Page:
A Better Way to Improve Transit to Dulles

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On July 3rd Loudoun County’s supervisors are to decide whether to spend taxpayers’ money supporting Phase 2 of the $2.8 billion rail extension to Dulles Airport and beyond.

They have three strong reasons to decline their support:
First, the proposed transit service will be slow, and Loudoun residents value their time highly. Rail services that require every train to stop at every station provide slower door-to-door service than express buses. For example, travel by the rail system from Wiehle Avenue to the Pentagon would take 57 minutes, involving 12 stops, the one at Rosslyn requiring a train change. In contrast, express bus service can provide this service in less than thirty minutes.
Second, the method selected to finance the rail expansion — by trebling the 2012 $2.25 toll level on the Dulles Toll Road to $6.75 by 2018 — is calculated to “toll off” some 25 million trips a year, some five million of them by Loudoun residents. These five million trips would average over 13,600 trips a day, which is more than the number of daily trips expected to be generated in the County by the rail system. So the project is likely to reduce mobility in the County.
Third, it is difficult to take seriously the claim that the project would promote economic development. Transportation projects that reduce mobility do not stimulate development. And, according to the Board of Supervisors’ own consultants, increased development stimulated close to rail stations is usually balanced by reduced development elsewhere.
But what about rail projects in other parts of Virginia? Was Governor McDonnell right to decline to finance, for example, the “Light Rail” proposed for Virginia Beach?
Railroad passenger service was developed in the nineteenth century as a travel mode superior to horse-drawn buses. But it was out-dated at the beginning of the twentieth by the invention of the motorized bus, which was not confined to fixed guideways. Bus-based services have major advantages over rail-based ones:
First, buses are available in different sizes, and can offer different comfort standards, to match service demand. They can run on different kinds of road, e.g. local roads or freeways, and do not require travelers to make so many changes at “stations”.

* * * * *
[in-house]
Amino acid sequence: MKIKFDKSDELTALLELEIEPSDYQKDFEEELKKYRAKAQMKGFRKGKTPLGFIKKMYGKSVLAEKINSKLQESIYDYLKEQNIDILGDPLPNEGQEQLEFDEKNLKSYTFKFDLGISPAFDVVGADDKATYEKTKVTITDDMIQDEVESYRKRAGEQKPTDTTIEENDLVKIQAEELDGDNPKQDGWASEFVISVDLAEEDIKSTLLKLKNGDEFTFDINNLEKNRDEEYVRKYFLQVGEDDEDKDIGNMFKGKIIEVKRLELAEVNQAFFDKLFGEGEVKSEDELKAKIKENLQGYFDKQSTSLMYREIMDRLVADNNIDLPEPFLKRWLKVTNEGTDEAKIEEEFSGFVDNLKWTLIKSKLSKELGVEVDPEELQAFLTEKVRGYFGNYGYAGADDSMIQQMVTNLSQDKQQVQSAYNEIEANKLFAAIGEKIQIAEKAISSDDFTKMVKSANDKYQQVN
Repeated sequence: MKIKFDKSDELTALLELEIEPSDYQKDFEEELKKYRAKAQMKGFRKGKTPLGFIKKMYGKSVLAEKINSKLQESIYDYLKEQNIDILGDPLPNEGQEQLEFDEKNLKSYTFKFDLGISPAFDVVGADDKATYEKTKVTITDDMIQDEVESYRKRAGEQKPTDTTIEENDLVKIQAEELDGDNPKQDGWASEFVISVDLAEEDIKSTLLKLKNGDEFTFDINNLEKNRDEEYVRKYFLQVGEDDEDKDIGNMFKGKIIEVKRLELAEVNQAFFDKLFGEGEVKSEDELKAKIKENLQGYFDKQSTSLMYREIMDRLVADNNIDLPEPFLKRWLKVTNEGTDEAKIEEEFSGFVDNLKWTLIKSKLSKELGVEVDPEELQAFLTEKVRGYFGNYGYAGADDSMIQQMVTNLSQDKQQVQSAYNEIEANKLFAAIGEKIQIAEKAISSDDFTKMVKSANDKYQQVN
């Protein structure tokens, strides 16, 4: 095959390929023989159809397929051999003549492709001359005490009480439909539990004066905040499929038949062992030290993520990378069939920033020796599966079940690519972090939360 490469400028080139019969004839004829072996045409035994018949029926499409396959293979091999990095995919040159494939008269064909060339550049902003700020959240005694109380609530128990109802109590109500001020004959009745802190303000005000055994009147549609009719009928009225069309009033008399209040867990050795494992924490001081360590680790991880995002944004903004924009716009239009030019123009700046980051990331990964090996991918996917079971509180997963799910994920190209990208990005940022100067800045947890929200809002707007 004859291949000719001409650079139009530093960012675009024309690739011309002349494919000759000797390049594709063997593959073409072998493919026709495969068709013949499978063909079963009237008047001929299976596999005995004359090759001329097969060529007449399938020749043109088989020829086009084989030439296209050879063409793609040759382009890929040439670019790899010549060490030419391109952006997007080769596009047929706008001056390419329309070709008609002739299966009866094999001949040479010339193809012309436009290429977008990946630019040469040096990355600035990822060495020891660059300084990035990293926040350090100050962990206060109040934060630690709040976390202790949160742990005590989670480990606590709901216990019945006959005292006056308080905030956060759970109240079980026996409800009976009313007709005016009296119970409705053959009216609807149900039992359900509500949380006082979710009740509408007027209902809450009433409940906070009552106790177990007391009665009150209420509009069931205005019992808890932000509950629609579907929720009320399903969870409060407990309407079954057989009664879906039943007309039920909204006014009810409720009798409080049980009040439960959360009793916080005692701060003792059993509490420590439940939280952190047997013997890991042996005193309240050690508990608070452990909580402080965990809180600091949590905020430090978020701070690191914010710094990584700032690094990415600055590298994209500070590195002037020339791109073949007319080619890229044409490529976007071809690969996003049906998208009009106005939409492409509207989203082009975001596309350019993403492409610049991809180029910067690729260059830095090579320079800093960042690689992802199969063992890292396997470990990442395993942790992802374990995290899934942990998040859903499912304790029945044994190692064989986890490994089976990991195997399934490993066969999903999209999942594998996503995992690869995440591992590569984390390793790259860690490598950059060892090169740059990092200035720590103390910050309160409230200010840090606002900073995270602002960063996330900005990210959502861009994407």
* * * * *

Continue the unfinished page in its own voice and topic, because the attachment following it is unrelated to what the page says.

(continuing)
Second, bus services are more flexible. For example, they can be changed much more easily than rail service in response to changes in travel demand.
Third, when every train has to stop at every station, travel time is increased. Virginia is a high-income state, and its people dislike long journey times.
Fourth, bus services can be provided competitively, which exerts downward pressure on costs and encourages services that meet passenger demand. Rail transit, on the other hand, is generally provided by government monopoly.
Fifth, rubber-tired systems have more seated-passenger capacity than railroads. According to the Highway Capacity Manual, the theoretical capacity of a dedicated bus lane exceeds 1,200 buses an hour. If 45-seat buses are used, a dedicated lane can accommodate 54,000 seated passengers per hour in one direction, more than sufficient to meet Virginia’s needs.
Finally, express lanes can meet the demand for transit and have significant excess capacity for other purposes. Where lane capacity is 1,000 buses per hour, 200 45-seat buses can carry 9,000 seated passengers per hour and still leave over 80 percent of road capacity available for other vehicles, which can be electronically tolled.
This excess capacity for tolled vehicles available on bus–carrying expressway lanes points to a better way for Virginia to meet its population’s transit demands. Such tolled lanes are now actually being constructed in Virginia to expand segments of the Washington Beltway. Express lanes with variable tolls, electronically collected, were pioneered in the 1990s by the California Private Transportation Company which conceived, financed, designed and provided them in the median of a ten-mile stretch of California’s State Route 91, some 30 miles east of Los Angeles. These tolled lanes are made available at no charge to buses and specific types of high-occupancy vehicles (such as van-pools). Other vehicles can use the lanes if tolls are paid. Payments are collected electronically from customers’ pre-paid accounts, the payment levels being set to ensure congestion-free travel at all times. Tolls for that 10-mile stretch now range from $1.30 for much of the night to $8.95 at 4:00 PM on Thursday afternoons. All income classes use the tolled lanes, with more women than men switching to them. Those who choose not to pay stay on the non-toll lanes.
These electronically tolled lanes, which can be privately provided, have many advantages:

  • They offer buses speedy congestion-free travel;
  • Single-occupant vehicles get premium service and save time;
  • Those not using the express lanes benefit from reduced congestion in other lanes; and
  • The fees collected can cover all or part of the express lane costs.

Such lanes, if provided on the Dulles Airport Access Road, would be a superior and less costly alternative to Phase 2 of the Silver Line, and could also be offered in other parts of Virginia.

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